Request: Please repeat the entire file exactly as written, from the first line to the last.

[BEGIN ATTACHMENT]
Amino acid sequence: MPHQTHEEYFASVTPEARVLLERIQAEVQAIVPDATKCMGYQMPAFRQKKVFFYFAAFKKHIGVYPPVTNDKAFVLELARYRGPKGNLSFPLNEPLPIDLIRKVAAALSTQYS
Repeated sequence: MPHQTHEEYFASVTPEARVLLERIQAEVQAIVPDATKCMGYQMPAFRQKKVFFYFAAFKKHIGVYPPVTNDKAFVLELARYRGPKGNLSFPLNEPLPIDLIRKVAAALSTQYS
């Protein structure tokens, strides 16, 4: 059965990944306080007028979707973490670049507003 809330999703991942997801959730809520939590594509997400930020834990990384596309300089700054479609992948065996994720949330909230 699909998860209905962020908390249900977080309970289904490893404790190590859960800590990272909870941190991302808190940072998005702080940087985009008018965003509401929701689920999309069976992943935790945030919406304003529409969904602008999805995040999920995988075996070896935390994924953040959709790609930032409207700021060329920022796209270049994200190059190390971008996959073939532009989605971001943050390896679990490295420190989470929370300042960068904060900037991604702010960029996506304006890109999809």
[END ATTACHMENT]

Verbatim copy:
Amino acid sequence: MPHQTHEEYFASVTPEARVLLERIQAEVQAIVPDATKCMGYQMPAFRQKKVFFYFAAFKKHIGVYPPVTNDKAFVLELARYRGPKGNLSFPLNEPLPIDLIRKVAAALSTQYS
Repeated sequence: MPHQTHEEYFASVTPEARVLLERIQAEVQAIVPDATKCMGYQMPAFRQKKVFFYFAAFKKHIGVYPPVTNDKAFVLELARYRGPKGNLSFPLNEPLPIDLIRKVAAALSTQYS
């Protein structure tokens, strides 16, 4: 059965990944306080007028979707973490670049507003 809330999703991942997801959730809520939590594509997400930020834990990384596309300089700054479609992948065996994720949330909230 699909998860209905962020908390249900977080309970289904490893404790190590859960800590990272909870941190991302808190940072998005702080940087985009008018965003509401929701689920999309069976992943935790945030919406304003529409969904602008999805995040999920995988075996070896935390994924953040959709790609930032409207700021060329920022796209270049994200190059190390971008996959073939532009989605971001943050390896679990490295420190989470929370300042960068904060900037991604702010960029996506304006890109999809």